More antitrust violators should go to jail, rather than be allowed to perform community service or only pay a fine, the Reagan administration's new antitrust chief said yesterday.

"Community service is not a substitute for jail," Assistant Attorney General Douglas H. Ginsburg said in his first news conference since taking office earlier this month. "What the community needs from these people is not service, but absence."

Ginsburg said antitrust penalties and remedies are among his top concerns and will be among the legal issues addressed as a White House working group begins its review of federal antitrust laws, which prohibit collusion and other forms of conspiracy to hurt competition in the marketplace.

Government procurement fraud, the government's sale of Conrail and the breakup of American Telephone & Telegraph Co. are among other priorities for the Justice Department's antitrust division, Ginsburg said.

Ginsburg's desire to crack down on antitrust violators matches recent statements by Attorney General Edwin Meese III defending the administration's record on prosecuting white-collar crime. Meese said the Justice Department has "vigorously prosecuted all economic crime," despite criticism of the department for dropping charges or failing to seek prison terms for individuals in cases involving E. F. Hutton & Co., Eli Lilly & Co., and SmithKline Beckman Corp.

Ginsburg expressed frustration with the federal courts for opting against prison terms for antitrust violators. The Justice Department's antitrust division has recommended jail sentences for 39 of the 52 individuals convicted of violating antitrust laws over the last year. Federal courts, however, sentenced only 10 to prison terms, opting for fines, community service and other forms of probation in the other cases.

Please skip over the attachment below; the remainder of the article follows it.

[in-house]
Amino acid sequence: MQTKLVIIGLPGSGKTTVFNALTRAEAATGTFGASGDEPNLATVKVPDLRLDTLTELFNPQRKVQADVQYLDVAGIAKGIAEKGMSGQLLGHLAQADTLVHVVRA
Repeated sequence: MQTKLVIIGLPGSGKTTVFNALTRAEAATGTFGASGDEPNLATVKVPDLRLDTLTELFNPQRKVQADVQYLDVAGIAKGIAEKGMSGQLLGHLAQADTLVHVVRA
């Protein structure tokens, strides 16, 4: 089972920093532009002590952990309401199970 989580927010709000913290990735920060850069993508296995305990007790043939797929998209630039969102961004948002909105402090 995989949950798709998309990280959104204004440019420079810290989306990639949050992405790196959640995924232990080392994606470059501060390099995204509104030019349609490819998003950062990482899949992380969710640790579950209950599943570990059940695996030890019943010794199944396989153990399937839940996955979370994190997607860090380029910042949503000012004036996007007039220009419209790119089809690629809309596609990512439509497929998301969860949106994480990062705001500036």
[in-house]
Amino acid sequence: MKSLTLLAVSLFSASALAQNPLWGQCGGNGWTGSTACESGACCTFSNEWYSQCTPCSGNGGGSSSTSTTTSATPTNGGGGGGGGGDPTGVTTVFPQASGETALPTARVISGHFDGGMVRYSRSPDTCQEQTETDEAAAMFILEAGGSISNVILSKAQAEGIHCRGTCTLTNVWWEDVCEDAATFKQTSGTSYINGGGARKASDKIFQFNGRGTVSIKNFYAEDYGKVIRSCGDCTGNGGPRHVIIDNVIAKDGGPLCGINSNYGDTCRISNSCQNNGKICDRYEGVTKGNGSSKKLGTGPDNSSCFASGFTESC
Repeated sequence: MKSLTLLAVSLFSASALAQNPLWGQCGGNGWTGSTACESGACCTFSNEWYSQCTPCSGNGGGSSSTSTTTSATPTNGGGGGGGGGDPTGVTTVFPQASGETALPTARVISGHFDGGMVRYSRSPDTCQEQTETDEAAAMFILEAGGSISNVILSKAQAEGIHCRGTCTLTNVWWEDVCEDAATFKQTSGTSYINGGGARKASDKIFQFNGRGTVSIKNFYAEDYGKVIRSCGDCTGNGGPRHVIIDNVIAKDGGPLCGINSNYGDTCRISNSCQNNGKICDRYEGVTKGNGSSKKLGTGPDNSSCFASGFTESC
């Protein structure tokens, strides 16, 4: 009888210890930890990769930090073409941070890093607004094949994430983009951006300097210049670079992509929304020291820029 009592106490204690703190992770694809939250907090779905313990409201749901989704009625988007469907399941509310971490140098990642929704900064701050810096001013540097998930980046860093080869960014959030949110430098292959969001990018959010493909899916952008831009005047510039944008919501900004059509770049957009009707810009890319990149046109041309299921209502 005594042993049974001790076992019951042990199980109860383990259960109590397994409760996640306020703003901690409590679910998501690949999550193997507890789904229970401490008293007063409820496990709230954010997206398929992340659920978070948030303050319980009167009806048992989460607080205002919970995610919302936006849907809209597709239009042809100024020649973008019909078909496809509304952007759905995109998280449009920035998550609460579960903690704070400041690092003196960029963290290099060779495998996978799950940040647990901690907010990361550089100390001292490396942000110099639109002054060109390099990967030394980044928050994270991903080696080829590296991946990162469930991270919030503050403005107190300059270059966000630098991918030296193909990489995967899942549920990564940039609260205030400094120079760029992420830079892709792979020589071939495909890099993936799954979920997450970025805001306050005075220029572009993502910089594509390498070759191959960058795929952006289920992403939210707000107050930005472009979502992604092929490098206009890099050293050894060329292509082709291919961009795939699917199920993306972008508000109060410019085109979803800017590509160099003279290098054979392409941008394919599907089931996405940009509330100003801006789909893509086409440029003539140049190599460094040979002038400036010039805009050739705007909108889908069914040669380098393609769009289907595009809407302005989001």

"I'm very concerned about the federal courts' approach," Ginsburg said. He cited the case of a man convicted of rigging bids for an electrical contract: The Justice department recommended prison, but the man was sentenced to community service, which included organizing a charity golf tournament. Ginsburg called that sentence "the penal equivalent of a boondoggle," and said such action "makes a mockery of our enforcement efforts." One of the tasks of the White House panel will be to determine "how to best formulate penalties and remedies to deter theft while not having an undue chilling effect on innovation and competitiveness."

The White House working group, representing both the economic and domestic policy councils, will examine and consider proposals to change "the full range of antitrust laws," including Commerce Secretary Malcolm Baldrige's controversial call for repeal of Section 7 of the 1914 Clayton Act, Ginsburg said.

Baldrige has charged that the section may hurt U.S. competitiveness by inhibiting mergers, but his proposal was opposed by Ginsburg's predecessors J. Paul McGrath and William F. Baxter. Ginsburg, one of the cochairmen of the working group, said he will study the proposal with "an open mind."

The working group held its first meeting this week, and hopes to make recommendations to the Cabinet-level policy councils by the end of the year, he said.

On other topics, Ginsburg said:

*He recently sent the Department of Transportation "a list of concerns and questions" about the proposed remedies to the antitrust problems posed by Norfolk Southern Corp.'s bid to buy Conrail.

The list was sent prior to Norfolk Southern's announcement Wednesday that it had offered to rent major trackage rights to Guilford Transportation Industries Inc., and Ginsburg said he has not seen a copy of the new proposal. However, he added that reports of the offer indicate it would not solve all the antitrust problems outstanding.

*One of the department's top enforcement priorities will be government procurement fraud, particularly within the Department of Defense.

*Another priority will be enforcing the consent order covering AT&T's divestiture of its local operating units prior to Jan. 1, 1987.